I was skiing this last weekend and got into a conversation regarding why it felt like such a struggle (probably just an off day). Somehow we ended up on water temperature and viscosity. So... I looked it up. At 90F the dynamic viscosity of water is roughly 0.8*10^-3 Pa*s. At 60F it is roughly 1.15*10^-3 Pa*s. That's a 44% increase in dynamic viscosity! I am in no way an aerospace engineer, so I can make really bold statements and clam full ignorance. What does this increase in viscosity do for the force of drag???
The easiest theory I can find (and here is my ignorance) is the Stokes' equation for spheres traveling in a fluid where Drag Force = 6 * pi * mu * R * V. Where, mu is the fluids dynamic viscosity, R is the radius of the sphere, and V is the velocity. Using the Stokes' equation, a 44% increase in dynamic viscosity equates to a 44% increase in the Drag Force!! That all assumes pure laminar flow, small Reynolds number, and so forth (which I'm sure is a gross oversimplification).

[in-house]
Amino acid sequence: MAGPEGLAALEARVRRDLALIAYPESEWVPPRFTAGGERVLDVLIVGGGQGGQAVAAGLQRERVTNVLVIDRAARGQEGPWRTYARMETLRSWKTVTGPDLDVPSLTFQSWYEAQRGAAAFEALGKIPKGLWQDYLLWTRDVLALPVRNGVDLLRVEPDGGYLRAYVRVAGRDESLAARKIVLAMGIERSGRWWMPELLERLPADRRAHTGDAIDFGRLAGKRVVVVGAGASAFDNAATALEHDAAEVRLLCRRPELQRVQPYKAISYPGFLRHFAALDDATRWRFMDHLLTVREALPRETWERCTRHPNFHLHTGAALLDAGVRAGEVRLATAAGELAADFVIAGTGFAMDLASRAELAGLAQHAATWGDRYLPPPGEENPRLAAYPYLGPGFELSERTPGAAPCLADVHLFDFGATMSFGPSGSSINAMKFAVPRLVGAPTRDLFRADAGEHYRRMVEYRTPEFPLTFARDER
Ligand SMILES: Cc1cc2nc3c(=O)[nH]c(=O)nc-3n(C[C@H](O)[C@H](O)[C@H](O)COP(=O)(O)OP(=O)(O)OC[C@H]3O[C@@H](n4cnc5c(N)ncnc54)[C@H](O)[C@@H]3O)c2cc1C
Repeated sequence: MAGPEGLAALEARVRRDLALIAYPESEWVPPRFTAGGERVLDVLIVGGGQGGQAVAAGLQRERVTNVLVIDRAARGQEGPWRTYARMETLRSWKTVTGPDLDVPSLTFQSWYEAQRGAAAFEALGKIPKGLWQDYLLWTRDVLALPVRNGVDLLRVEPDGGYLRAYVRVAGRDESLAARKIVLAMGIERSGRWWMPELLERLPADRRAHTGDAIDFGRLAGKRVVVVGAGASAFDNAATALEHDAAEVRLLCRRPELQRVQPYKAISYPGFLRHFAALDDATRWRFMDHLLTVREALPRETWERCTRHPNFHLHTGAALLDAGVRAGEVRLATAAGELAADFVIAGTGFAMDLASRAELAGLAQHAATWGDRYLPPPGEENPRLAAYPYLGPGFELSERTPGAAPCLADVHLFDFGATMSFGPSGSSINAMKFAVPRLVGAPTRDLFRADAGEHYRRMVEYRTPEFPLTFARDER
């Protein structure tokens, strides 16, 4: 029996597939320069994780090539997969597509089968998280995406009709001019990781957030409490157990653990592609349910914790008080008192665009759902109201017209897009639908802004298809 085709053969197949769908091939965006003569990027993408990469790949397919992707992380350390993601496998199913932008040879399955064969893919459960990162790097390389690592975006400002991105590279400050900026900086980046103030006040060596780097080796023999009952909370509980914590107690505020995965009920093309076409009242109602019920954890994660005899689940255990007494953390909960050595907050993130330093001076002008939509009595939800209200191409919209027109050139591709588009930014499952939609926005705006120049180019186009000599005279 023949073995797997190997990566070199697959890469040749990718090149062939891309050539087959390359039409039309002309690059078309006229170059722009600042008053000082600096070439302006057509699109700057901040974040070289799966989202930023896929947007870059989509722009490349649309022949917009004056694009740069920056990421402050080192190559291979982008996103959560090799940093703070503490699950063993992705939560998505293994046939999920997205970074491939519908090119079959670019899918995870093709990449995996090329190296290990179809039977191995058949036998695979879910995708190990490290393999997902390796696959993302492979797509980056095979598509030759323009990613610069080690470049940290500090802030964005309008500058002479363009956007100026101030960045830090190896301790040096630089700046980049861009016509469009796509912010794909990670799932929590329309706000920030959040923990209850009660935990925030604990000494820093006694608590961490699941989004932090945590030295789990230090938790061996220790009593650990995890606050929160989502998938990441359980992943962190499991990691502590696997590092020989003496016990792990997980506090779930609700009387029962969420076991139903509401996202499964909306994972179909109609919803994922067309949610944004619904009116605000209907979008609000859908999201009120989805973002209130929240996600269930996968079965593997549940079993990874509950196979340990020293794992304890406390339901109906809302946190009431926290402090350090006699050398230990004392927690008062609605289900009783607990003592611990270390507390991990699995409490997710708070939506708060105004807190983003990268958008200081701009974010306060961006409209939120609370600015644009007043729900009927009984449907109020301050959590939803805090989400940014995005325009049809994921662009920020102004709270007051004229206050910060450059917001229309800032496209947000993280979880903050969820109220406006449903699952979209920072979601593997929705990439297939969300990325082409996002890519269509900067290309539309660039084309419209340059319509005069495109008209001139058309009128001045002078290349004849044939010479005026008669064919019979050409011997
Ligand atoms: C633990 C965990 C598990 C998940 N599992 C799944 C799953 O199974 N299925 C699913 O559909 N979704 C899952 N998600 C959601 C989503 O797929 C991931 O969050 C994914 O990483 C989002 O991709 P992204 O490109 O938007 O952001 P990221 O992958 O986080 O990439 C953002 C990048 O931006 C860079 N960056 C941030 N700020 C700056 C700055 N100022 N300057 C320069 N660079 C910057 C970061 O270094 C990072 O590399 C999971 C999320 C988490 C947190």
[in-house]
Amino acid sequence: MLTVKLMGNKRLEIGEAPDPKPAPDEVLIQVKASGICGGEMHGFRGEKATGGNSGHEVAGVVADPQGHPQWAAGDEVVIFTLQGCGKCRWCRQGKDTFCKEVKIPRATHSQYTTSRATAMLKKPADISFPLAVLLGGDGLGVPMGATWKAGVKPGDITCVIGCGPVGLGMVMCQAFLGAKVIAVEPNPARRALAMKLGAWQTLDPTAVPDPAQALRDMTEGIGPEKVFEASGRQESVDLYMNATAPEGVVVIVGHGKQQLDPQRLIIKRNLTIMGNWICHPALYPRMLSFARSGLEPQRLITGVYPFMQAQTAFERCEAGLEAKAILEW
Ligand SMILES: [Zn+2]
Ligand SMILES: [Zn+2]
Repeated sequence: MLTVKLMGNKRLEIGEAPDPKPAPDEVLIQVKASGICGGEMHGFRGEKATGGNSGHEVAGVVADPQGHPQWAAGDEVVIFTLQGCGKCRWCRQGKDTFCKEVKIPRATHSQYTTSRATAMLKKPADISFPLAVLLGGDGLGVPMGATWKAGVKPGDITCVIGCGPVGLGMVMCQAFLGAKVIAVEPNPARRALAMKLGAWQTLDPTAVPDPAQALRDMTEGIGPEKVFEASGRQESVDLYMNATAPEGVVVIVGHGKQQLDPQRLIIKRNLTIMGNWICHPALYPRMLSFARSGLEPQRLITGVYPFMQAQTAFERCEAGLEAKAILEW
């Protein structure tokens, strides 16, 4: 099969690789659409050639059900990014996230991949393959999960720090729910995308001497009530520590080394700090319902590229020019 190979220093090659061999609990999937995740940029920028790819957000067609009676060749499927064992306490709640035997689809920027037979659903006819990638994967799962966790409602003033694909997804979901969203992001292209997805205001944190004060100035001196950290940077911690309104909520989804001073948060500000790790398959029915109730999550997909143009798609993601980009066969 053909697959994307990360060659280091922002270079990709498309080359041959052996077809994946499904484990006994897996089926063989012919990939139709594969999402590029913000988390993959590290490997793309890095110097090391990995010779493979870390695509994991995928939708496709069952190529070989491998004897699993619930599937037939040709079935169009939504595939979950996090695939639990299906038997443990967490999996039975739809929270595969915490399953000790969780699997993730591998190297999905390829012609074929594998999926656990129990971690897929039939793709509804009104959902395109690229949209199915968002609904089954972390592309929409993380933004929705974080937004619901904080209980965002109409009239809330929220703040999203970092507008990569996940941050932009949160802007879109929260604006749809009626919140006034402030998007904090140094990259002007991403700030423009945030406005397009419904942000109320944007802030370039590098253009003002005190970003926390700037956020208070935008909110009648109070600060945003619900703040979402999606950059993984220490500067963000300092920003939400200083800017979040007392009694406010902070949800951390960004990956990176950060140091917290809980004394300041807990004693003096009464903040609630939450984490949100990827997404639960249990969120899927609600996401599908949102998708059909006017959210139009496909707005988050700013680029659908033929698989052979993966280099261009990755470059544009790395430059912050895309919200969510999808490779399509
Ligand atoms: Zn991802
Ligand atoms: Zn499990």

Any aero/hydro guys/girls out there that can provide some better insight? For now I'm thinking of changing my wing from an 8 deg to a 5 deg until Spring gets here.